Today, the Department publishes the Government response to the consultation for improving the UK’s cyber resilience, which sought the public’s views on a package of measures.
Cyber resilience and the protection of critical infrastructure and technology are essential for the development of a thriving digital economy. The Network and Information Systems (NIS) Regulations 2018 provide legal measures to boost the overall level of security of network and information systems that are critical for the provision of digital services and essential services.
In recent times, the frequency and scale of cyber incidents against UK targets are increasing the risk of severe damage to critical national infrastructure and the resilience of the economy. High-profile incidents in the last few years, such as the compromise of SolarWinds supply chain and the Colonial Pipeline ransomware attack, as well as incidents this year including the attacks on the NHS 111 services and South Staffordshire Water, have demonstrated the devastating impact cyber attacks can have, and as such it is essential that legislation in the UK evolves to boost our defence.
In January 2022, the Government launched a public consultation on proposals to improve the UK’s cyber resilience, which included seven individual measures relating to the NIS Regulations, as well as further measures focusing on cyber skills (the consultation and Government response for which is available here). The consultation aimed to gather feedback on the proposals, including favourability, and suggestions on how they could be refined, in order to continue their development further. Understanding the support from the public on these proposals and the nature of the feedback will allow us to ensure the amendments contribute to development of our cyber security legislation and ensure that we can effectively manage future cyber risks.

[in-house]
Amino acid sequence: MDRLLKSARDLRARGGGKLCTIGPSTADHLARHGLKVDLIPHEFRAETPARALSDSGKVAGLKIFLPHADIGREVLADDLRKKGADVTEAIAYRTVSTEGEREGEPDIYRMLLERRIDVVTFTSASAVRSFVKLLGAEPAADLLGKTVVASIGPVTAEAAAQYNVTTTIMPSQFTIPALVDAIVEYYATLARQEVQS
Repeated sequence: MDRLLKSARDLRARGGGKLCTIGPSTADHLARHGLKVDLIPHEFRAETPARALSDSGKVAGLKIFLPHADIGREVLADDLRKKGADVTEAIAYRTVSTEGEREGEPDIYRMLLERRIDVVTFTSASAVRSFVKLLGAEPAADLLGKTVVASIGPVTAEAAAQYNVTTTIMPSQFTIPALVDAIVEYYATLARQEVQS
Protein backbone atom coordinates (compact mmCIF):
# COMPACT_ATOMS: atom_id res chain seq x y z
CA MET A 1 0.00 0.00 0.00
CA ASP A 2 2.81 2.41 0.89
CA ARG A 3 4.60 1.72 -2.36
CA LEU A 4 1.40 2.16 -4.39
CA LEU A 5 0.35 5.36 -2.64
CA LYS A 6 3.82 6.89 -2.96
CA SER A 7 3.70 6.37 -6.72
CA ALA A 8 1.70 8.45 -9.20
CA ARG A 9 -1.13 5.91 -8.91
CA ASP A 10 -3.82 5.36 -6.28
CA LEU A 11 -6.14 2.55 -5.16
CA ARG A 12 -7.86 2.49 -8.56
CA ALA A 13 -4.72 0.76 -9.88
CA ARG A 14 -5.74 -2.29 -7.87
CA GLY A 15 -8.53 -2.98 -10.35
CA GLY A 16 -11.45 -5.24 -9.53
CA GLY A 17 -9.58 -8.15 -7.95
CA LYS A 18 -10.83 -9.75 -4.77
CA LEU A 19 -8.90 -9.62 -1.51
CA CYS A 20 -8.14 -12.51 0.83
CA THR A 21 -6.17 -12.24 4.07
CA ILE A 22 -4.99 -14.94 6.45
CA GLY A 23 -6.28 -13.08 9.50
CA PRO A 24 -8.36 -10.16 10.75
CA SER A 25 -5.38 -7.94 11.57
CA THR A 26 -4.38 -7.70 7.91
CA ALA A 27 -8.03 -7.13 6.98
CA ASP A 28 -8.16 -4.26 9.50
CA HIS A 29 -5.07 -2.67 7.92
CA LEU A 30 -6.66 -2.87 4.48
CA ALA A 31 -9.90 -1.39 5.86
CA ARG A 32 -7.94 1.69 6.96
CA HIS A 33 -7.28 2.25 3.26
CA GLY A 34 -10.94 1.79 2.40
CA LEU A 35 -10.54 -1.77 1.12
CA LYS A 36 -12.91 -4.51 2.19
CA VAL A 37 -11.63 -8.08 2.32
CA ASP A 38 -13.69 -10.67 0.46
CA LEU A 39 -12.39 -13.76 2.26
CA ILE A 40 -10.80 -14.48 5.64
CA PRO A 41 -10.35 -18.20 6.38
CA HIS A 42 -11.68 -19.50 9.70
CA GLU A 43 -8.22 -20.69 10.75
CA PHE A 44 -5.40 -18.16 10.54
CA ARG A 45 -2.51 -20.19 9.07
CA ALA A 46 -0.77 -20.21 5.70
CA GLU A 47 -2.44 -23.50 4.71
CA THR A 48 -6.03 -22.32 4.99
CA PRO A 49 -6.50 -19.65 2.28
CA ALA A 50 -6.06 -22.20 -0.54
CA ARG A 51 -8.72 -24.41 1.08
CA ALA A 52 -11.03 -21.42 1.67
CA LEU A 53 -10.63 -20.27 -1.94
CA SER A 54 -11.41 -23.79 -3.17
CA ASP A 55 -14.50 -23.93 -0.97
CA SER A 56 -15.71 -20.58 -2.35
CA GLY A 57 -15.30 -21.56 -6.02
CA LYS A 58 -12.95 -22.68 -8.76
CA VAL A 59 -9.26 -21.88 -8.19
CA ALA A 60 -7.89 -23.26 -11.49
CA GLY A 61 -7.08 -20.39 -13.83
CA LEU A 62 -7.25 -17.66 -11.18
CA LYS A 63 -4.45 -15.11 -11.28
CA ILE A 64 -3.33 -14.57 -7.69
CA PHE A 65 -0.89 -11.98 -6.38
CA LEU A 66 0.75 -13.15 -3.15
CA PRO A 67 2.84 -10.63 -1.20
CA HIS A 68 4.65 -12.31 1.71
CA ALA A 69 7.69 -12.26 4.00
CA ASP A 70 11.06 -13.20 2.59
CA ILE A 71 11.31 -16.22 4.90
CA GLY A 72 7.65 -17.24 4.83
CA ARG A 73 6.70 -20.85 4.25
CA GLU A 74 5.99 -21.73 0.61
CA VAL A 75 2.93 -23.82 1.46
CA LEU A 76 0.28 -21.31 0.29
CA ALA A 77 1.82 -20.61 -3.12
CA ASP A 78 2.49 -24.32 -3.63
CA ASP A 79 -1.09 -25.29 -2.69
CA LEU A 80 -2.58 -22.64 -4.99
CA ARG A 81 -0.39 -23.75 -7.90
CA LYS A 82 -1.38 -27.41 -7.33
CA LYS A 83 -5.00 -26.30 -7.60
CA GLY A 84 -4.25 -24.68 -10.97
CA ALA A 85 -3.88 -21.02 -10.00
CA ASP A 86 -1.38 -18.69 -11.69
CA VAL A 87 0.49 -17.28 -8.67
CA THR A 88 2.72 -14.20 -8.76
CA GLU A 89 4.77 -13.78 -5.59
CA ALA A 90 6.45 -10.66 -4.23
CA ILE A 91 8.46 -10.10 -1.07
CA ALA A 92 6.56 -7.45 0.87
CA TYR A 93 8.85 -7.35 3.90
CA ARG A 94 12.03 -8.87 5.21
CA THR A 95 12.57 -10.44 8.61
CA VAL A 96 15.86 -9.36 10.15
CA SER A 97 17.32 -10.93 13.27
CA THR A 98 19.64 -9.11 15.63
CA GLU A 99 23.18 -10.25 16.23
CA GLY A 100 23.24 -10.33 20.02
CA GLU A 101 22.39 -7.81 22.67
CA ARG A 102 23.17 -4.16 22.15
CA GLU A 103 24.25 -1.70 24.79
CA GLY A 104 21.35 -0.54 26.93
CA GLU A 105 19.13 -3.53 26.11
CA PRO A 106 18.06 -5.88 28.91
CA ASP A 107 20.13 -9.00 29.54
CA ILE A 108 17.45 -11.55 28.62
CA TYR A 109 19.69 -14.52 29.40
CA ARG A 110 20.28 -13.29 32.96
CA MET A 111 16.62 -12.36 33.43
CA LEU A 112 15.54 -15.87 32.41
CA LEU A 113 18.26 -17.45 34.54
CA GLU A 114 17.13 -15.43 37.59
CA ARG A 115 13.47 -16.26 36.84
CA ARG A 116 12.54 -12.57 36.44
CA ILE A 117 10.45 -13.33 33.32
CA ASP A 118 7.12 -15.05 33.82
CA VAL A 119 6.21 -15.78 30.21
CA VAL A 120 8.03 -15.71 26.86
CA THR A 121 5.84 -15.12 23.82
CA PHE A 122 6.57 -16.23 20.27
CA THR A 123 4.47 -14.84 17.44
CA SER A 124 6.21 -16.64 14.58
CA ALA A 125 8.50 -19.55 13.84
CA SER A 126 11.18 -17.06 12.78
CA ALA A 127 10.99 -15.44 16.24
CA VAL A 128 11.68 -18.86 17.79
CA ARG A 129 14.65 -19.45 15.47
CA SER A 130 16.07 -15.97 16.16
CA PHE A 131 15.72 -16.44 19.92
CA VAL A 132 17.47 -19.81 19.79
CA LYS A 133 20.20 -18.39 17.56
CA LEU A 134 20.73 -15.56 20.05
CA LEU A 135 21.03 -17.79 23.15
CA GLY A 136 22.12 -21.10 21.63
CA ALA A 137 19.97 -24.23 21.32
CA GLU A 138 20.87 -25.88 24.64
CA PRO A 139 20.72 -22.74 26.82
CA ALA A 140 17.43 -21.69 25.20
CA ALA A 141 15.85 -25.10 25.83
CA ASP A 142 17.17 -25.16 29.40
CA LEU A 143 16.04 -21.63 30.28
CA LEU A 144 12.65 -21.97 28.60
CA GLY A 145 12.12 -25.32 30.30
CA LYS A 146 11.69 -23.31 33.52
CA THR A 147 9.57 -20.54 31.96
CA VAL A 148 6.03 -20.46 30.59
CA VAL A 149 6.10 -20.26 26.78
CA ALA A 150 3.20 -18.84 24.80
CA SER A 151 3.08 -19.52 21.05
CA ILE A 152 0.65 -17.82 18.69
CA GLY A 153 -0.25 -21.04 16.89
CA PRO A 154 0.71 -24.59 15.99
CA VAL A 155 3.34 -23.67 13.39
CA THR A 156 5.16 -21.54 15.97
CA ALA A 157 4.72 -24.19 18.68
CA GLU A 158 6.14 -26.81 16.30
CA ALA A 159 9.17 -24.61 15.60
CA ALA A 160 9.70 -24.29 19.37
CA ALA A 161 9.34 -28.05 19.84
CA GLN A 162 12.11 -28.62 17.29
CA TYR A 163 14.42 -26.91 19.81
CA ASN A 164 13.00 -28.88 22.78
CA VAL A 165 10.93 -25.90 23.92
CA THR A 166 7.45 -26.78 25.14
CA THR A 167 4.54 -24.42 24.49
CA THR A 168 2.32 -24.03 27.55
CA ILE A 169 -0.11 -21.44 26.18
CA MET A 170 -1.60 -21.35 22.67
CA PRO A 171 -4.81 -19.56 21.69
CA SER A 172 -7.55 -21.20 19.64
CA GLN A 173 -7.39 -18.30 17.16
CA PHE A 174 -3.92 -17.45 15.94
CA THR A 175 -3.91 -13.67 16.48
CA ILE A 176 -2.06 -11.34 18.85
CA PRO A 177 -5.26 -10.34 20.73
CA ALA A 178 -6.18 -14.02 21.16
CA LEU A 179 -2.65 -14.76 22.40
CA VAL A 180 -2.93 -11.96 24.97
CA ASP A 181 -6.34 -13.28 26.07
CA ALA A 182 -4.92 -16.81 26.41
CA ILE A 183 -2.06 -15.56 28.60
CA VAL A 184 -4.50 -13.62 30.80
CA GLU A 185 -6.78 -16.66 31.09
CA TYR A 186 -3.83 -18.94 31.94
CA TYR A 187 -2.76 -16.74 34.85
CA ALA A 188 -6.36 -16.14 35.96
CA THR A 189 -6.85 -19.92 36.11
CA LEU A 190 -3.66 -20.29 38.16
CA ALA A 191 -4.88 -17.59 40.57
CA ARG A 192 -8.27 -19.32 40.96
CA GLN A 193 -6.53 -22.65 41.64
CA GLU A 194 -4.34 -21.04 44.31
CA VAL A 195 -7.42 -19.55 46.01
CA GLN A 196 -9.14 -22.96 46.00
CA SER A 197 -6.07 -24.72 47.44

The Government response, relating to pillars one and two of the consultation, covers the entirety of the United Kingdom. Pillar one seeks to bring managed service providers in scope of NIS, as well as considering a more flexible and risk-based supervisory regime for digital services, ensuring greater resilience of the UK’s most critical digital service providers. Pillar two seeks to make amendments to the NIS Regulations to future-proof the legislation, and allow the UK to adapt to emerging, evolving, and critical threats. These changes would allow updating amendments to be made to the Regulations, new sectors and sub-sectors added, and existing sectors expanded via secondary legislation. In addition, the proposals would also amend the existing cost recovery system to implement an improved, fairer scheme; amend the incident reporting thresholds to include incidents that do not actually affect the continuity of the service directly, but nonetheless pose a significant risk to the security and resilience of the entities; and allow regulators to designate critical dependencies in their supply chain for which their services rely on.
Overall the feedback on the proposals has been very positive. This high level of support from industry demonstrates a recognition of the importance of these proposals in enhancing the resilience of the UK's critical national infrastructure, which is critical for the continued growth of our economy.
The full Government response to the proposals is available on the Government website.
This statement has also been made in the House of Lords